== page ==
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Lotus Esprit buying guide (1976-1987)

Lotus Esprit JPS Lotus Esprit JPS Lotus Esprit JPS interior Lotus Esprit JPS engine Lotus Esprit JPS rear light Lotus Esprit JPS Throughout the Seventies and Eighties, every kid used to lust after a Lotus Esprit Turbo – and there were plenty of adults who did just the same. Here was the most fantastically shaped wedge of plastic that could hit 150mph and sprint from a standing start to 60mph in less than six seconds – and all thanks to a four-cylinder engine with a displacement of just over two litres. Talk about trouncing the big boys from Italy and Germany, especially when it came to affordability – if not necessarily reliability.

Which one to buy

Lotus developed the Esprit a lot throughout its decade-long production run. If you can afford a minter and you’re not planning to cover lots of miles, they all make sense. But if you’re on a budget and you’re buying an Esprit to use it, you need to consider very carefully which edition to go for.

American-spec Esprits are unloved as their Zenith carburettors and anti-smog equipment dulled the twin-cam’s sparkle. The raised ride height also damages the dynamics – and the looks aren’t helped either, thanks to the ungainly impact bumpers.

Collectors tend to want the earliest cars (Series 1 and 2), but these are suitable for professional restoration only, which is why projects are best avoided – they also suffer from chronic parts availability. As a result, you’re better off going for a Series 3 or newer, even if you’re not taking on a project.

JPS cars are sought after, along with Turbos, whether standard, HC or Essex models. However, that turbocharger puts off as many potential buyers as it entices, so a boosted car isn’t necessarily the best investment. That leaves the S2.2 and S3 as the most affordable Esprits, so if you’re on a budget aim for one of these.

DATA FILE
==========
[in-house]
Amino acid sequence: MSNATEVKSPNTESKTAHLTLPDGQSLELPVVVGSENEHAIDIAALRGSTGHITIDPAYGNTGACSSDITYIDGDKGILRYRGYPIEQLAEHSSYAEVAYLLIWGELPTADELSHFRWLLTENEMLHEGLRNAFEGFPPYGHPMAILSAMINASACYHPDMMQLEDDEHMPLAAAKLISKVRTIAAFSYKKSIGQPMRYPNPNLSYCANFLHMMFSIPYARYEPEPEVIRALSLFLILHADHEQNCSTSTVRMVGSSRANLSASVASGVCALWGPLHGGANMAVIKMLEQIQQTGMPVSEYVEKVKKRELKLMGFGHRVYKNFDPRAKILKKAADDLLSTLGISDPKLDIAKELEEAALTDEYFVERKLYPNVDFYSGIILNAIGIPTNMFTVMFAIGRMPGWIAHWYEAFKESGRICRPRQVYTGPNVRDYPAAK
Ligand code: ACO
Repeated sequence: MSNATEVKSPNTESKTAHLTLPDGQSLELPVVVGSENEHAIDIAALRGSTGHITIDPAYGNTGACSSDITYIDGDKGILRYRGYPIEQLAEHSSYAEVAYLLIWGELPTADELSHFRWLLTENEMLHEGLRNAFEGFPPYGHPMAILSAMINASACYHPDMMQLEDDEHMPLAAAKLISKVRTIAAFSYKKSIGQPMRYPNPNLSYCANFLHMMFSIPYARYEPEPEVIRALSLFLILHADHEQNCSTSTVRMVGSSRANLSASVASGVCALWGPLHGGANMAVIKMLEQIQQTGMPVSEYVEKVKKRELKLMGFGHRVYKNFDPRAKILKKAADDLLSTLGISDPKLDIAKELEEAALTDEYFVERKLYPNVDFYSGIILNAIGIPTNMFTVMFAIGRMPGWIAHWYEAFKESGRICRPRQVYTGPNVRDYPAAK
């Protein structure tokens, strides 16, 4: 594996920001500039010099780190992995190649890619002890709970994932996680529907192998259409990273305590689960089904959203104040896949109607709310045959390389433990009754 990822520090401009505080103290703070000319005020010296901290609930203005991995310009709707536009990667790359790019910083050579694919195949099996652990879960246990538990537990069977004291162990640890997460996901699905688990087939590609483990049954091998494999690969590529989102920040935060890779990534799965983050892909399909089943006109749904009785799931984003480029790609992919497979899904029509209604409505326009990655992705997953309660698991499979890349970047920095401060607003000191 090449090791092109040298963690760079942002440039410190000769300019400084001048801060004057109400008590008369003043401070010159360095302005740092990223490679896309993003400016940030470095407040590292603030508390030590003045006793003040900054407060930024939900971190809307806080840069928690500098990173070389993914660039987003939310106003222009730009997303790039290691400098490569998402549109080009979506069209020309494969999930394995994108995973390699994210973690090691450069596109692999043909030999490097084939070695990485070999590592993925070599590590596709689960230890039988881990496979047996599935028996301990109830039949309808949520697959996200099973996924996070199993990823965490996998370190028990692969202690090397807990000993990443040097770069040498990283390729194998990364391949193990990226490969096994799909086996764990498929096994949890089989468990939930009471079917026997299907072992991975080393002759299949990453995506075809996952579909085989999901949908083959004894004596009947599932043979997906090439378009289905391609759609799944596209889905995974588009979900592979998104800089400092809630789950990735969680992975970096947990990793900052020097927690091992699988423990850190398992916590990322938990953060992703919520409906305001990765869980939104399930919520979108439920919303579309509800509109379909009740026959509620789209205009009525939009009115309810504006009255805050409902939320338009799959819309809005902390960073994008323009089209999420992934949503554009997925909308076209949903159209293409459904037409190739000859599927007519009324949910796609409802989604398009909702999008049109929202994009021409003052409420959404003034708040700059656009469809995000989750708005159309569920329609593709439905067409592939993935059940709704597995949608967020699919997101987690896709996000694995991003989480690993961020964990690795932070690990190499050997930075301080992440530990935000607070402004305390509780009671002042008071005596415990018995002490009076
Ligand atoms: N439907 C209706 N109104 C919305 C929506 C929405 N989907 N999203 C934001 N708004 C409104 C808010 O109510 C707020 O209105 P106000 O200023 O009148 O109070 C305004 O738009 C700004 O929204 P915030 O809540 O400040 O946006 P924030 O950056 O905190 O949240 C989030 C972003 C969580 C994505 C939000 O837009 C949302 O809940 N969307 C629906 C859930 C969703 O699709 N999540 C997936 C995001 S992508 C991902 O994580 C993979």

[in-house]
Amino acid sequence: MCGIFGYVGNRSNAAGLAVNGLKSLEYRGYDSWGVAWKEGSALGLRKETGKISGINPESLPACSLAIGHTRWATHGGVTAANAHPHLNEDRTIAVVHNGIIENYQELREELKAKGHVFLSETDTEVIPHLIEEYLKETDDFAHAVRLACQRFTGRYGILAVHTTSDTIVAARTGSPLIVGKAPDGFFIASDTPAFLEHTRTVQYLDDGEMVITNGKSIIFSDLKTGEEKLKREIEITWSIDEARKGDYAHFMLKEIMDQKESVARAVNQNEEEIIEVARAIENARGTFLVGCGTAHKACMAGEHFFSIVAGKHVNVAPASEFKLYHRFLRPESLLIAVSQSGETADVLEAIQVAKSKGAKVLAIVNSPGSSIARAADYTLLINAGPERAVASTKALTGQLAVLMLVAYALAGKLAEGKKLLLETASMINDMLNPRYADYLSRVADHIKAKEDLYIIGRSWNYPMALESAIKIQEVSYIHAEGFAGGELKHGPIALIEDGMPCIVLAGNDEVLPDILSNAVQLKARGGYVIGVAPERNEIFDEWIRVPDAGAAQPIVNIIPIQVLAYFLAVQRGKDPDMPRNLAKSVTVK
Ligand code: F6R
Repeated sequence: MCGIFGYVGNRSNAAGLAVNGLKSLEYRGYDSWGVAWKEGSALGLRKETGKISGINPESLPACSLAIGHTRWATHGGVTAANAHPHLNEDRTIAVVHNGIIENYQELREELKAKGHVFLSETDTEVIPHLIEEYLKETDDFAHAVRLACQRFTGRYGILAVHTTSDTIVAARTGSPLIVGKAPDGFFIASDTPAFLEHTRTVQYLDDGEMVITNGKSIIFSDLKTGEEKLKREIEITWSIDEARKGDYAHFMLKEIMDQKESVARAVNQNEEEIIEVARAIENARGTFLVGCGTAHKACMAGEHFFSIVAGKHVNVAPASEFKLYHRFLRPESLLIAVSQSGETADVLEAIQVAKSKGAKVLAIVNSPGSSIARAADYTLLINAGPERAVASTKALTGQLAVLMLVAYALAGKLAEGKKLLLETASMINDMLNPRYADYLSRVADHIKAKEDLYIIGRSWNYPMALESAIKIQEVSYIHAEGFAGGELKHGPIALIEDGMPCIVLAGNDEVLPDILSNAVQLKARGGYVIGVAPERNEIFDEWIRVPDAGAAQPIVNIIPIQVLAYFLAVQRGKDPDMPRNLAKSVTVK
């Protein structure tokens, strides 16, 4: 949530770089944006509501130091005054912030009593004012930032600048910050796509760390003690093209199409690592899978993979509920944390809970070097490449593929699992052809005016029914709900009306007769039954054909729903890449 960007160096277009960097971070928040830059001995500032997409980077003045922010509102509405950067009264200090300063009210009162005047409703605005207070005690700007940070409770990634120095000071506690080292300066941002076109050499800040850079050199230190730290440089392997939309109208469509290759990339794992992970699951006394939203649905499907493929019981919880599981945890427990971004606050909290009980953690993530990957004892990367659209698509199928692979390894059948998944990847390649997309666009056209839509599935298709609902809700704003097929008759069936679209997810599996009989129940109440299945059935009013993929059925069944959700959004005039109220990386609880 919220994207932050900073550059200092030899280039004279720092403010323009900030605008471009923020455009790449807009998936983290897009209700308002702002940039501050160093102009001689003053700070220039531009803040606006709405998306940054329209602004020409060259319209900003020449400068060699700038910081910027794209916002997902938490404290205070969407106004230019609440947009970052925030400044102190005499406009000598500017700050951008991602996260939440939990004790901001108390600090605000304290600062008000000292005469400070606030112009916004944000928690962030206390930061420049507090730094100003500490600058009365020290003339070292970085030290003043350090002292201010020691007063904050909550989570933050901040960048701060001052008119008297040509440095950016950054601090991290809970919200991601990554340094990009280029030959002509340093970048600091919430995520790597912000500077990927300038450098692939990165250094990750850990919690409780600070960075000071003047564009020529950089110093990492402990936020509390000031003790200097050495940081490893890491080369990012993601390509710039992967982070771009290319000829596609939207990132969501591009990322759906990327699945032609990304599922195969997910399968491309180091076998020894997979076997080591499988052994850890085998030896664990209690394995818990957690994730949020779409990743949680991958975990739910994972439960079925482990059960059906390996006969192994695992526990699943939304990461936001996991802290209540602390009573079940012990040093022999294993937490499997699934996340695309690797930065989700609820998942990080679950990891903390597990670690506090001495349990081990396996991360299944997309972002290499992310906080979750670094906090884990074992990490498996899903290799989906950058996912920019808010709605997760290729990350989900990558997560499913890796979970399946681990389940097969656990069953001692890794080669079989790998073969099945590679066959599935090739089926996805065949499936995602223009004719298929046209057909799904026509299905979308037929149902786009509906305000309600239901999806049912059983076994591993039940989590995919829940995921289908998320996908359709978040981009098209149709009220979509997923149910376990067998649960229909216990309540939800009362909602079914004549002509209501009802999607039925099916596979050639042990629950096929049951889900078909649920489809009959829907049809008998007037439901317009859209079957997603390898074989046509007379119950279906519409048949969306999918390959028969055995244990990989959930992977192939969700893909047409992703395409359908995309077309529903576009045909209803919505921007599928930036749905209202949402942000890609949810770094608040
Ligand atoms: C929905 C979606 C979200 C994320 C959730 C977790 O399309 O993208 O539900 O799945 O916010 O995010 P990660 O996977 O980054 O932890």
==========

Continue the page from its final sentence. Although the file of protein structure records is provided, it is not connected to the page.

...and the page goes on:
Performance and spec

Lotus Esprit Turbo
Engine 2174cc, four-cylinder
Power 210bhp @ 6500rpm
Torque 200lb ft @ 4500rpm
Top speed 152mph
0-60mph 5.6sec
Consumption 22mpg
Gearbox Five-speed manual

Common problems

• There were three versions of Lotus’s all-alloy twin-cam engine; a 2.0-litre (type 907) or the later 2.2-litre (type 910 or 912). If correctly looked after, the engines can rack up more than 100k miles between rebuilds. Regular servicing is the key, and any failures will most likely be due to poor maintenance.

• The cam belt should be changed after 24,000 miles or three years.

• With turbo models, the wastegate can stick causing boost issues. Monitor the boost pressure on the test run and make sure the gauge doesn’t exceed 0.7bar, unless the car has been tweaked.

• Oil leaks in from the top end of the engine are often caused by incorrectly fitted cam covers. This can lead to rough running if oil collects in the spark plug wells.

• If the exhaust is blowing from the manifold, it has probably cracked.

• Head gaskets were a cause for concern when the esprit was new, and can still be a problem today, so a fully functioning cooling system is key. The pipes that run the length of the car to the front-mounted radiator can become rusty, which is a nightmare to fix.

• The steering in an Esprit should be an absolute joy, especially in the early cars, so if it doesn’t feel right it probably needs a new rack. Steering in the later S3 cars is a little heavier due to wider tyres. Racks in these later cars also wear out quicker thanks to the extra strain on it.

• When test driving an S1 and S2 models, step on an off the throttle a few times and listen for any clonking sounds. Universal joints have a habit of wearing out, although later S3 models have a much improved rear suspension setup.

• You don’t have to worry about the bodywork corroding, and the shell is generally strong and long-lived. Crash damage, and poor re-spray work are really the only concerns

• If there are signs of accident damage on top, then inspect the chassis with a fine-tooth comb. You won’t generally find too much corrosion, as everything after the S2.2 was fitted with a galvanised chassis. If it’s still in one piece, and not bent or damaged, then breathe a sigh of relief. If there are any issues, then it really needs to be replaced, as repairs are not generally good enough.

• Another problem area can be the fuel tanks. If they haven’t been replaced (and are rusty), then it’s a nightmare of a job to carry out.

• Windscreens will need to be re-sealed if hasn’t been replaced, and it’s a delicate job requiring patience. Half of the time the screen will crack during the procedure, making things even more expensive.